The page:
There were no consistent negatives reported about this guitar in customer or expert reviews.

Overall

In addition to being well loved by experienced flamenco and nylon string players, this guitar is also one that many people have successfully transitioned to from steel string acoustics.

Godin Multiac Nylon Encore Acoustic-Electric

89
GEARANK

89 out of 100. Incorporating 40+ ratings and reviews.

Street Price: 

$849
Godin Multiac Encore

The Multiac Nylon Encore is another hybrid or 'crossover' guitar with a 1.9" nut width and was designed with live amplified performance in mind.

It has a chambered body which Godin says reduces feedback problems when playing through an amplifier.

Specifications

  • Top: Solid Cedar
  • Body: Chambered Silver Leaf Maple
  • Finish: Natural Semi-Gloss
  • Bridge: Rosewood
  • Neck: Mahogany
  • Fingerboard: Rosewood
  • Scale Length: 25 1/2" (647.5 mm)
  • Nut Width: 1 9" (48.26 mm)*
  • Electronics: Custom Fishman Dual source electronics with under-saddle transducer & acoustic soundboard transducer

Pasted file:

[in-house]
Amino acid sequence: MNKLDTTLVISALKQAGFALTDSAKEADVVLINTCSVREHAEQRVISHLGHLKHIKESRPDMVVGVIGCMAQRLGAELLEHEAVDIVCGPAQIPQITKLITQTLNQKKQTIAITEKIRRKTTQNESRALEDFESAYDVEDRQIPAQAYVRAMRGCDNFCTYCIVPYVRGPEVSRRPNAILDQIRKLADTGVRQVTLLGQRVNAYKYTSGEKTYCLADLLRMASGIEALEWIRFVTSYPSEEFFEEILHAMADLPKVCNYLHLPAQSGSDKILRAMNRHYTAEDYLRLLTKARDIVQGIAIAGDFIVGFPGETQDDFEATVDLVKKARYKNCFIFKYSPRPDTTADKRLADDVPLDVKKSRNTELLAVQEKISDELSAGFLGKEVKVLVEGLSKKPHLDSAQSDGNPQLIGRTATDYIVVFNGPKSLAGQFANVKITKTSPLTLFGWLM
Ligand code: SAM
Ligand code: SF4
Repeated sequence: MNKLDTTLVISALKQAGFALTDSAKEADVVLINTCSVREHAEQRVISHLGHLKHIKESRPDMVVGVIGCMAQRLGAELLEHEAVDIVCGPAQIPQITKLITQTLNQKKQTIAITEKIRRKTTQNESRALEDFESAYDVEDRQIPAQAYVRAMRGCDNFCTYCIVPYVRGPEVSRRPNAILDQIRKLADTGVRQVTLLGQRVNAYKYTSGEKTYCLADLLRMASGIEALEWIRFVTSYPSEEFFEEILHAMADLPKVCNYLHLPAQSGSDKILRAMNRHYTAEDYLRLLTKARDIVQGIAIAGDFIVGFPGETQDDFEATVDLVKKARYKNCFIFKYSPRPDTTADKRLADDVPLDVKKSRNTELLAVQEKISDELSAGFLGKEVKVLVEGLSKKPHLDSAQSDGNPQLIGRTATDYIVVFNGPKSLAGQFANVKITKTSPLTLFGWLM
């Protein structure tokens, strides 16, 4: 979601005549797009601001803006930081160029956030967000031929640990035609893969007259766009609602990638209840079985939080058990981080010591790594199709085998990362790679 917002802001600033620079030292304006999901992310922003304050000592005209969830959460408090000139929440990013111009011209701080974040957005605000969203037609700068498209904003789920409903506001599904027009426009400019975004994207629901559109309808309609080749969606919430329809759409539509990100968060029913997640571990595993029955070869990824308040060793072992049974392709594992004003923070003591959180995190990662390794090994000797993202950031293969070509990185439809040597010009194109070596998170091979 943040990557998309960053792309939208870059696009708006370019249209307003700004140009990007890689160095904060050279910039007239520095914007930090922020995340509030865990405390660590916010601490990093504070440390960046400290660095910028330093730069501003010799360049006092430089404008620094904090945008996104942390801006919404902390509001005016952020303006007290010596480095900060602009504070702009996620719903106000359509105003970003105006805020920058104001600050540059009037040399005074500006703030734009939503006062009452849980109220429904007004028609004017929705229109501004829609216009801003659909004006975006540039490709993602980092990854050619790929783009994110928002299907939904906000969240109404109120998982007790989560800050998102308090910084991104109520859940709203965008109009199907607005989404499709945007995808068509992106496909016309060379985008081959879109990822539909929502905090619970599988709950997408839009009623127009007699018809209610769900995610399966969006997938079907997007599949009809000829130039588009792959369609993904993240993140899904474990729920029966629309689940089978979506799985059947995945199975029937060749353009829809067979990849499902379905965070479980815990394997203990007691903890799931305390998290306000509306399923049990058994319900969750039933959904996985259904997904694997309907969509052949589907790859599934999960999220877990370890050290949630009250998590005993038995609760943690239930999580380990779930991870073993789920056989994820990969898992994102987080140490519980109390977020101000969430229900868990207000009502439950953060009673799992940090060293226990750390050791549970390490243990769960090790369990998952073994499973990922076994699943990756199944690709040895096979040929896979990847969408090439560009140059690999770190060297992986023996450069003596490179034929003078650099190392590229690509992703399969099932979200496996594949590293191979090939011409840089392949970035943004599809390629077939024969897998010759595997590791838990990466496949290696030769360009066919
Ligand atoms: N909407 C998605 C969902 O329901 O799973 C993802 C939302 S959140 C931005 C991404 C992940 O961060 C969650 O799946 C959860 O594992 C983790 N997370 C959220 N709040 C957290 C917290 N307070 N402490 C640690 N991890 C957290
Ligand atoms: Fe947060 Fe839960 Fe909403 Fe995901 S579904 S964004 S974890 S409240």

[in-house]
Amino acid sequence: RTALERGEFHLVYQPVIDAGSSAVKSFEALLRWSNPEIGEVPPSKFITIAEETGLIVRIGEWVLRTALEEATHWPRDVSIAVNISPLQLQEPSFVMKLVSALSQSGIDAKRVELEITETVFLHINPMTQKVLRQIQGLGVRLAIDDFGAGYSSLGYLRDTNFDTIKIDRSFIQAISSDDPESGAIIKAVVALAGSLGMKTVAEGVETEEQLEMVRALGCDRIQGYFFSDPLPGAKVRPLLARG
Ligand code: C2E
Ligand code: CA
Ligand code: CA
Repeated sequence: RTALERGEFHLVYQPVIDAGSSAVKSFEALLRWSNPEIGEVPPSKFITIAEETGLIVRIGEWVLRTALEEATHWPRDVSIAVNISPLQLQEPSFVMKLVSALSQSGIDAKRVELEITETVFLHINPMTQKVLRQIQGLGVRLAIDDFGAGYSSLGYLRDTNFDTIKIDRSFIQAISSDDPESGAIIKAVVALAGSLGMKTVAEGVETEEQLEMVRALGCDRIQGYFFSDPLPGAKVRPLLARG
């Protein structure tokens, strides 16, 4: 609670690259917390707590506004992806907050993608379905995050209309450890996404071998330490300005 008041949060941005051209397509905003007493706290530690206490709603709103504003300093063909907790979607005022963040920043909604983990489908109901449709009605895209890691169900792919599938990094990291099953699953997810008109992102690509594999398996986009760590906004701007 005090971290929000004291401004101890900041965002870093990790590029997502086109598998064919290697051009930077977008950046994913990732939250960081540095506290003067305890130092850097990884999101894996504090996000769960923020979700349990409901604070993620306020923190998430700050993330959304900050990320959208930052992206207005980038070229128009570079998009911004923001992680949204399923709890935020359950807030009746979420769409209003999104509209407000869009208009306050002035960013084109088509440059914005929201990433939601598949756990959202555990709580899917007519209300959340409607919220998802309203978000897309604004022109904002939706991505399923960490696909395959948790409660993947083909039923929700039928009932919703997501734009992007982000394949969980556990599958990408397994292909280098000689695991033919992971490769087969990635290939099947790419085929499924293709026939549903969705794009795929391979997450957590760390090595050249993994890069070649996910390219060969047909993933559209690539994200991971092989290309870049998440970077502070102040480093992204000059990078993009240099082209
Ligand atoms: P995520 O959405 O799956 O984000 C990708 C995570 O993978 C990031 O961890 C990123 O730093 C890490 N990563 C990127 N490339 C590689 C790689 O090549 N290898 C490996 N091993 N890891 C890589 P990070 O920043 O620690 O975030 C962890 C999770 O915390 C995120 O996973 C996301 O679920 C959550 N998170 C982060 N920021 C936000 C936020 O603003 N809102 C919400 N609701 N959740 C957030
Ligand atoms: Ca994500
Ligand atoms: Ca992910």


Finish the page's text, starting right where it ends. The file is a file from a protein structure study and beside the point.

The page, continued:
*NB: the nut width is listed as 1.875" (1 7/8'' ) by some retailers and there is conflicting information in some of the official documentation so I contacted Godin to ask them about this and they responded saying that the correct size is 1.9".

It also sports Tusq nuts and saddles by Graphtech.

Pros

Positive customer reviews cite a neck that is comfortable and easy to move your left hand around - something transitioning guitarists appreciate. It also received a lot of praise for the versatility of tones it provides when amplified as well as its feedback rejection characteristics.

In his review for Music Radar, Dave Burrluck gave it 4.5/5 and summed it up by saying, "Where the Encore comes into its own is at those difficult shows, especially with a full band, when issues such as loud monitors or little or no soundcheck time can make a full acoustic a difficult proposition. But this hybrid steel-meets-nylon design is not only highly practical, it's also classy looking and has an appealing feel - plus some excellent and highly adaptable, realistic sounds.".

Cons

There were few negative comments from owners with the only main issue referenced more than once was that the preamp used up the battery too quickly with one customer suggesting an LED to indicate low battery power should have been included - I must point out that this guitar uses the same Fishman electronics that many other guitars have which haven't received the same criticism.

Overall

If you come from a steel-string background and are looking for a versatile solid workhorse nylon string guitar for gigging, then this is a good starting point in your selection process.

Kremona Verea Cutaway Acoustic-Electric

90
GEARANK